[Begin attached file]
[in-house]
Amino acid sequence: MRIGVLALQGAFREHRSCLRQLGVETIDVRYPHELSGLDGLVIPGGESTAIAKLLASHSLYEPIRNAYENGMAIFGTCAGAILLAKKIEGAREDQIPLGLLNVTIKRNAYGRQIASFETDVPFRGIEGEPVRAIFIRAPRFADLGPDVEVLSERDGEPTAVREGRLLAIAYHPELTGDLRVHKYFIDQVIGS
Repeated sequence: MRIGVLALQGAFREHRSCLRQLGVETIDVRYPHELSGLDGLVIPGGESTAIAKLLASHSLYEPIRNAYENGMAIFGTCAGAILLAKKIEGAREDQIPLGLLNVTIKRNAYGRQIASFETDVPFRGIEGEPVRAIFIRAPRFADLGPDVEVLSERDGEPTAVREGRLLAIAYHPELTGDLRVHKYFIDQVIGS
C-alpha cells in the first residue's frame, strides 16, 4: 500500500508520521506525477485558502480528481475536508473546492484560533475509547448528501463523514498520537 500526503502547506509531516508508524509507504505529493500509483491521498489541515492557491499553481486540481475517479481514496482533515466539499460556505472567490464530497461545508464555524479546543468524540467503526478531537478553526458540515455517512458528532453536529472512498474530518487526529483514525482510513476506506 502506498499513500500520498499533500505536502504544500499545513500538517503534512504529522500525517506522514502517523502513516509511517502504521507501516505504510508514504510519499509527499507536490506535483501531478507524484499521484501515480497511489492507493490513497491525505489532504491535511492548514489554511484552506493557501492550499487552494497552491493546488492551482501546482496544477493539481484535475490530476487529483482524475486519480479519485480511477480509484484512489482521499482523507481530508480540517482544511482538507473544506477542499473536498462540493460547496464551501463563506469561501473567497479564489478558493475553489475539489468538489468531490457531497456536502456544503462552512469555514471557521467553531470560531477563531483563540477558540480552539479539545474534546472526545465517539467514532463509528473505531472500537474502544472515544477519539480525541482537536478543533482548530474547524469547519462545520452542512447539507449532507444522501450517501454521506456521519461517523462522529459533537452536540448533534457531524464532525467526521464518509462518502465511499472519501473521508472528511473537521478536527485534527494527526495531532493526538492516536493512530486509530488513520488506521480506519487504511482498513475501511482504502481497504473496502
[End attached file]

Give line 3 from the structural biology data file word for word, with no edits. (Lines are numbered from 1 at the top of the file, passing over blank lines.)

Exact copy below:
Repeated sequence: MRIGVLALQGAFREHRSCLRQLGVETIDVRYPHELSGLDGLVIPGGESTAIAKLLASHSLYEPIRNAYENGMAIFGTCAGAILLAKKIEGAREDQIPLGLLNVTIKRNAYGRQIASFETDVPFRGIEGEPVRAIFIRAPRFADLGPDVEVLSERDGEPTAVREGRLLAIAYHPELTGDLRVHKYFIDQVIGS